Legalised Piracy

By Julian Petley


In 2003, Vertigo joined a whole series of NGOs in blowing the gaff on the General Agreement on Trade in Services (GATS), a scheme hatched secretively within the World Trade Organisation to ‘liberalise’ the global trade in services. This meant removing all governmental regulations deemed ‘barriers’ to international trade, as well as measures regarded as ‘interfering’ with the market such as ‘discriminatory’ government subsidies. Not only would this have left services in developing countries entirely at the mercy of rapacious western service providers, but it could have destroyed the BBC licence fee and any other form of public support for broadcasting regarded by Murdoch and his ilk as ‘unfair’ competition. No wonder we called it ‘legalised piracy’.

Fortunately we were far from alone in our concerns, and the GATS monstrosity stirred some powerful international counter-forces into action. This culminated in UNESCO’s 2005 General Conference approving the Convention on the Protection and Promotion of the Diversity of Cultural Expressions. The US and Israel voted against, and Australia, Honduras, Liberia and Nicaragua abstained. By 18 March 2007 the Convention had gained enough signatories to achieve legal force. To date 78 states have signed, the UK in November 2008.

The Convention rests on a number of basic premises about cultural diversity; for example, that it is ‘an important factor that allows individuals and peoples to express and to share with others their ideas and values’ and that ‘this diversity is embodied in the uniqueness and plurality of the identities and cultural expressions of the peoples and societies making up humanity’. This being so, it recognises ‘the need to take measures to protect the diversity of cultural expressions, including their contents, especially in situations where cultural expressions may be threatened by the possibility of extinction or serious impairment’, and emphasises the fact that ‘cultural diversity is strengthened by the free flow of ideas, and that it is nurtured by constant exchanges and interaction between cultures’. More fundamentally, the Convention is based on the idea that ‘cultural activities, goods and services have both an economic and a cultural nature, because they convey identities, values and meanings, and must therefore not be treated as solely having commercial value’. A resounding shot across the WTO bows.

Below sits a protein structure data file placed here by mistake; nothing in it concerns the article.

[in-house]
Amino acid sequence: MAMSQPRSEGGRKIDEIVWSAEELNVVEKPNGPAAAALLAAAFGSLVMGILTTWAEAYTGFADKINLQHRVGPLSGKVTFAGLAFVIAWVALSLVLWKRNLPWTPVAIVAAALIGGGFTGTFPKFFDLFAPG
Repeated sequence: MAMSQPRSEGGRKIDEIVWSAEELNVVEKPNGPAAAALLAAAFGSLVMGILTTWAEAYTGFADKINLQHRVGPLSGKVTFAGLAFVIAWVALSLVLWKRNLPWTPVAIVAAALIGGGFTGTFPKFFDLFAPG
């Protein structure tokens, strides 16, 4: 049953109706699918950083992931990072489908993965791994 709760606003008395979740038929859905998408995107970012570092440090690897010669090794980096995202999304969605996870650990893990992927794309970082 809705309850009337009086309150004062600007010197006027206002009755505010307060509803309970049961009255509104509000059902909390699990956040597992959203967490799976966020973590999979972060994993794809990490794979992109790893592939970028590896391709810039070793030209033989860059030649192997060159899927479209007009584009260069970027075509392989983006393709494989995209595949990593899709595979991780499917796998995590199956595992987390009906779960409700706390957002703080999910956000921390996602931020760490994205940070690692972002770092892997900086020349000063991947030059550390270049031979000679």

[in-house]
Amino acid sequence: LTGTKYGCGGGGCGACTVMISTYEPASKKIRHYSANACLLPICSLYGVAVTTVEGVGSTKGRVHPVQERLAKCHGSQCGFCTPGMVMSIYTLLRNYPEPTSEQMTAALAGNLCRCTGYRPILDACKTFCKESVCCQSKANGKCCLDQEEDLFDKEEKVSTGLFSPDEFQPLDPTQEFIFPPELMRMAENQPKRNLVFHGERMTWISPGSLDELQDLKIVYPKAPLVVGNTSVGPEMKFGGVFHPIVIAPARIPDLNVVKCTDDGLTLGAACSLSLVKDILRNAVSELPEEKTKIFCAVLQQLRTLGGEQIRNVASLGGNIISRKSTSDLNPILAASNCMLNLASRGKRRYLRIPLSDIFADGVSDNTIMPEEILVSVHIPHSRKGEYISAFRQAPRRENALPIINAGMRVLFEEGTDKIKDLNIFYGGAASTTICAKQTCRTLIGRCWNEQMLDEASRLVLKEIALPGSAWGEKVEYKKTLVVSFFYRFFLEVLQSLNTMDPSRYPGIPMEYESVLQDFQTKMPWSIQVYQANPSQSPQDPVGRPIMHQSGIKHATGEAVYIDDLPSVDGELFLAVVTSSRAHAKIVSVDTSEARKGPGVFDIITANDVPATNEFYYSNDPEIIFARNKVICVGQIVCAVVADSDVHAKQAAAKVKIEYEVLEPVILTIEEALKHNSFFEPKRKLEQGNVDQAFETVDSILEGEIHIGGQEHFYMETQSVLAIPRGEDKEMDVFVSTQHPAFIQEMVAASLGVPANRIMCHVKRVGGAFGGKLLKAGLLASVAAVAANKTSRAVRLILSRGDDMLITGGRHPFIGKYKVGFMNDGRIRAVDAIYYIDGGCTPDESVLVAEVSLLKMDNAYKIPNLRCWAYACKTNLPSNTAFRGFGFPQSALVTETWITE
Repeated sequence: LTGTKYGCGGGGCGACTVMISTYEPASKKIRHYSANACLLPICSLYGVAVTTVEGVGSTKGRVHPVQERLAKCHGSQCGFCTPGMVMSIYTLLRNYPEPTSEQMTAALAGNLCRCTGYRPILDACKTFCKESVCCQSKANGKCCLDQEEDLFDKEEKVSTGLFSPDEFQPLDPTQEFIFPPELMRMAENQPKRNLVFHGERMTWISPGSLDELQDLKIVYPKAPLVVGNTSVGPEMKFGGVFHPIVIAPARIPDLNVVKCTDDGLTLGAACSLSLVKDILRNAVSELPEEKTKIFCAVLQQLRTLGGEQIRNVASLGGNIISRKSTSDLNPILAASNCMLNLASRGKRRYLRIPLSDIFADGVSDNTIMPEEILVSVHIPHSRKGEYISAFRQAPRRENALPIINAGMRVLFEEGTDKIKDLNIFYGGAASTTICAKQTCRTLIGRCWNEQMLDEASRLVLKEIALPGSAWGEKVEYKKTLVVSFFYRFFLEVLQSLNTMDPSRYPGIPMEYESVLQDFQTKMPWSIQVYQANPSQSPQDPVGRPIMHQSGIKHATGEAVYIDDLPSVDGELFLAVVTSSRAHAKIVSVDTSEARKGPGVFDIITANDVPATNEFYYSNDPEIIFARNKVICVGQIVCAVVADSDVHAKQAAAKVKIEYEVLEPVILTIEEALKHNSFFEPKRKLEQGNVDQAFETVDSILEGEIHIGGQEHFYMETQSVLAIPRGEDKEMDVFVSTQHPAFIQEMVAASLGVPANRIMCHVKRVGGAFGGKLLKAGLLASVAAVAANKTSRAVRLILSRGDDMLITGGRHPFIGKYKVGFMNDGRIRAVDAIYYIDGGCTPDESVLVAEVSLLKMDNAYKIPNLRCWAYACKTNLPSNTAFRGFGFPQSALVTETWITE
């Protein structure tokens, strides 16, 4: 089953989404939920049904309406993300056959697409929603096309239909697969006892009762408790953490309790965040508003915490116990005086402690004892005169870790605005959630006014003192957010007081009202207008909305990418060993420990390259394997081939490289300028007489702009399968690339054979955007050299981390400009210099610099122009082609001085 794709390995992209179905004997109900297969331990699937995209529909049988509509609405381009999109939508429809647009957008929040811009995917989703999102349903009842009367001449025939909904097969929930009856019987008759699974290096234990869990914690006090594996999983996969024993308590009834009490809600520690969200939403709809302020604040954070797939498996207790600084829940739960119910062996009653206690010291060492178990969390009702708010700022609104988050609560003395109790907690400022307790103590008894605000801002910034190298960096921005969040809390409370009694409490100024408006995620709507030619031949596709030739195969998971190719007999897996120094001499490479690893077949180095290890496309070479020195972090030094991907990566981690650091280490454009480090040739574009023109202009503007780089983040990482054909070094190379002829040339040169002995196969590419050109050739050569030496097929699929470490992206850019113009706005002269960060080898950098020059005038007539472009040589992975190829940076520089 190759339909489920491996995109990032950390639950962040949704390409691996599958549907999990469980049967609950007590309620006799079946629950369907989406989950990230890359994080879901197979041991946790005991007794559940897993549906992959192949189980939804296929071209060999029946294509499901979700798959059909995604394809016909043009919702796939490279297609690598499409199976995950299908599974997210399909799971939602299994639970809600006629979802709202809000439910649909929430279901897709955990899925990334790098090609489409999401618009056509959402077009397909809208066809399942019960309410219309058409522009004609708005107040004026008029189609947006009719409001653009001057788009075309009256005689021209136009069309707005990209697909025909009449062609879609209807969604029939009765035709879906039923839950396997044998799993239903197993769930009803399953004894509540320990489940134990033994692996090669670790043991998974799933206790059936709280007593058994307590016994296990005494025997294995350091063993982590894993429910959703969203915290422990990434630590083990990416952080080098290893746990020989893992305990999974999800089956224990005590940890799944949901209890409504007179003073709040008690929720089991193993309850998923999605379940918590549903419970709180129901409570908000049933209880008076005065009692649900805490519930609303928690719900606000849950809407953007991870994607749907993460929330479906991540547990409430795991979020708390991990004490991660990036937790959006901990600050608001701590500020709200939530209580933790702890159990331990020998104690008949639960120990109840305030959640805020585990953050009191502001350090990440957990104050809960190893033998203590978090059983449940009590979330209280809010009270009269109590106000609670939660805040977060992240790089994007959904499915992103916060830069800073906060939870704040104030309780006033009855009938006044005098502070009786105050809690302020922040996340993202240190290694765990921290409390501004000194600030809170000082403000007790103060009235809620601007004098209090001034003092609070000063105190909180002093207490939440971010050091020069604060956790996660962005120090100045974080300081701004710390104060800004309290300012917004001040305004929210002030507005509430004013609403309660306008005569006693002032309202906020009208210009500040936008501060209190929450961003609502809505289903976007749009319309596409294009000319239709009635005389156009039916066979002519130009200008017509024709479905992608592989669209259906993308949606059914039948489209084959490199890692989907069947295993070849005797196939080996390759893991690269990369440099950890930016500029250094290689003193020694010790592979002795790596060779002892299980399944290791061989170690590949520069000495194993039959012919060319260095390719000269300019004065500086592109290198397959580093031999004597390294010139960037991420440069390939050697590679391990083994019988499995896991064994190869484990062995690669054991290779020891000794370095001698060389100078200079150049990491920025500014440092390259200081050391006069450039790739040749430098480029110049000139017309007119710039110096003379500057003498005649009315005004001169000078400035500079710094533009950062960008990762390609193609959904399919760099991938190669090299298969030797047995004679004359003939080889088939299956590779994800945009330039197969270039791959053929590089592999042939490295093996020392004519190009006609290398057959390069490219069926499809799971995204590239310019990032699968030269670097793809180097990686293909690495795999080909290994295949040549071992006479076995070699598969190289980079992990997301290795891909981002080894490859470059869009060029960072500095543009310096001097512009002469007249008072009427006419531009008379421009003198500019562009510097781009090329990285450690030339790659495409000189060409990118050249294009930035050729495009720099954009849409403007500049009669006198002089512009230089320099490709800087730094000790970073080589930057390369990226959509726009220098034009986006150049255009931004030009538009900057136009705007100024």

Signatories to the Convention agree to protect and promote cultural diversity within their own bounds whilst at the same time being open to cultural goods and services from other countries, especially those whose cultural industries are in need of protection and/or development. More specifically, they agree to ‘reaffirm the sovereign rights of States to maintain, adopt and implement policies and measures that they deem appropriate for the protection and promotion of the diversity of cultural expressions on their territory’. Measures include those aimed at